ADH effects on blood pressure Renal system physiology NCLEXRN Khan Academy
We left off the story of antidiuretic hormone when it was just secreted into the blood vessels of the posterior pituitary. So it was just synthesized, just made. It’s a little hormone. And ADH was on its way to different parts of the body. So let’s just pick up the story right there.
And figure out where does it go next. So this little molecule is, we said, a small peptide hormone made up of amino acids. And so I’m just going to draw it here. And this little hormone is going to go off to do a couple of important things. So we know at the end of the day, it really wants to increase blood pressure.
So one of the places it visits is all of the vessels of the body, all the arterial vessels of the body. And specifically, it targets smooth muscle. So this hormone is going to go and get this smooth muscle to constrict. And we know that when smooth muscles constrict, the blood vessels are actually going to tighten down,.
And we call that vasoconstriction. So the blood vessels are going to get tight and small, and that’s going to increase resistance. And increased resistance is going to relate to blood pressure. And we’ll talk about how we know that. There’s that formula. I’m going to write it over here delta P equals flow.
Q is flow times resistance, is R. And you can actually change that around to say arterial pressure minus venous pressure equals and we know the flow is actually stroke volume times heart rate, and it’s all multiplied by resistance. So if you look at this, and if we assume for the moment that the venous pressure is going.
To be basically unchanged, then anything that increases the resistance over here is going to increase our pressure over here. So that’s why, in this case, if ADH is able to cause constriction of the blood vessels and increase resistance, our pressure would go up as well. So that’s actually one of the things that it does. And the other thing that it does is.
It’s going to act on the kidney. So it’s going to have an effect on the kidney. Here’s my kidney. And specifically what it’s going to do is it’s going to cause increased reabsorption of water. So increased reabsorption of water is going to increase our stroke volume. So now you can see the other key effect it’s going to have.
Aldosterone raises blood pressure and lowers potassium NCLEXRN Khan Academy
All right, we’ve talked about renin, we’ve talked about angiotensin. Let’s talk about aldosterone now. Aldosterone is the final hormone that gets your blood pressure to go up. And so where does it come from? Aldosterone comes from a gland.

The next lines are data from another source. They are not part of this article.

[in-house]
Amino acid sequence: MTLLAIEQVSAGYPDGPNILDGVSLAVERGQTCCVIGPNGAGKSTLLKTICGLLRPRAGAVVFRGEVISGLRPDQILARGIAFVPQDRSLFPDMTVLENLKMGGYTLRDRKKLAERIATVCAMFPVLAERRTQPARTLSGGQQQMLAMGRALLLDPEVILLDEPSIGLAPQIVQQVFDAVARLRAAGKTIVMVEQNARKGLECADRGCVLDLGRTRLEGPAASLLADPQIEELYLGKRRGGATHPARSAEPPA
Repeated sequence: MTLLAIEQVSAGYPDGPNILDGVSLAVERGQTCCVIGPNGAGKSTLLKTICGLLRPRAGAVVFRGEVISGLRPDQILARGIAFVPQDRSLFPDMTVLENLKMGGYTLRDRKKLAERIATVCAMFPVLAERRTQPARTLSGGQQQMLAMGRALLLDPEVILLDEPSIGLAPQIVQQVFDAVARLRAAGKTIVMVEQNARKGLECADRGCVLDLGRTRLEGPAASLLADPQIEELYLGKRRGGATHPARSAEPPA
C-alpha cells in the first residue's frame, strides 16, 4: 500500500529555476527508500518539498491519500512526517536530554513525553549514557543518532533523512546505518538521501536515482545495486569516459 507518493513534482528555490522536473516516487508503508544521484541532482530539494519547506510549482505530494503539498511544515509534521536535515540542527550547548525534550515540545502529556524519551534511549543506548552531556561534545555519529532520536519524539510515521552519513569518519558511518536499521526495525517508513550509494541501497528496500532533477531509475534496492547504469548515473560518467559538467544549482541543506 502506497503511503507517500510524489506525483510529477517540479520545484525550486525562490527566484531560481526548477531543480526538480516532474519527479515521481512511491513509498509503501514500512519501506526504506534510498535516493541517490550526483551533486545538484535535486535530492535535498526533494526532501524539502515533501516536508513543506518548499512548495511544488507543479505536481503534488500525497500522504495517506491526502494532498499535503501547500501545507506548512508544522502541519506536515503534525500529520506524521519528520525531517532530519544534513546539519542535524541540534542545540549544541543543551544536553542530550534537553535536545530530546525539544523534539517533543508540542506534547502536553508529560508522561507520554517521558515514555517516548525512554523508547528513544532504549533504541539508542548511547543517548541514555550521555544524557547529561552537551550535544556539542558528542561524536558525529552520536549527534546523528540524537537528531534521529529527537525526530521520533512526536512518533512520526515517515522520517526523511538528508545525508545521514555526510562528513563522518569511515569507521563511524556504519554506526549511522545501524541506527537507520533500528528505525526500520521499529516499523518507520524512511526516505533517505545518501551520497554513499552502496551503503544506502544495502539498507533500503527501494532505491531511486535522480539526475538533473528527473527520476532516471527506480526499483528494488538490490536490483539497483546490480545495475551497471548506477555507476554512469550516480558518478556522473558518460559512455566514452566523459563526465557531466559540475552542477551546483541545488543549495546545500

I’m going to draw it here. And the gland is actually called the adrenal gland. And this gland literally sits right on top of the kidney. And so let me draw the kidney here for you so you can kind of orient yourself to where this gland would be sitting. And, of course, you have two kidneys. And you have two adrenal glands.
You have the left and the right. And if you were to look inside of the adrenal gland, you’d notice that, actually, in the middle of the adrenal gland is an area that looks different than the outside. And we call that the medulla. The inside is the medulla. And the outer bit is the cortex. And they make different hormones.
And this cortex is actually the part of the adrenal gland that makes the aldosterone. So let me draw some cortex cells here for you. And in the middle is a blood vessel kind of running through. I’ll draw that in just a moment. So these cortex cells are basically like any other cells. They need food, they need nutrients, they need oxygen. And so these capillaries that are running through.
Are going to provide all of that to these cortex cells. And if you were to take a microscope and, let’s say, look deep within these cells. Maybe not even with a microscope, but let’s say you were able to look deep within these cells, you’d notice that there is cholesterol in these cells. So there’s cholesterol sitting inside of the cells. Actually, not visible, but it is there.
And the cholesterol, I’ve always wondered, what is the point of cholesterol? It always seems like it’s a bad thing. This cholesterol is actually really useful to these cells because it helps them make the hormone aldosterone. Actually, aldosterone comes from cholesterol. And if you put the molecules next to each other, you’ll see how similar they are.
They actually look really, really similar. So these cells are the ones making aldosterone. But, of course, you can’t just make aldosterone willynilly, you have to wait for the right moment, right? So when does that cell know to make aldosterone? What are the triggers? Well, there are a couple triggers. One would be if you see, or if those cells encounter.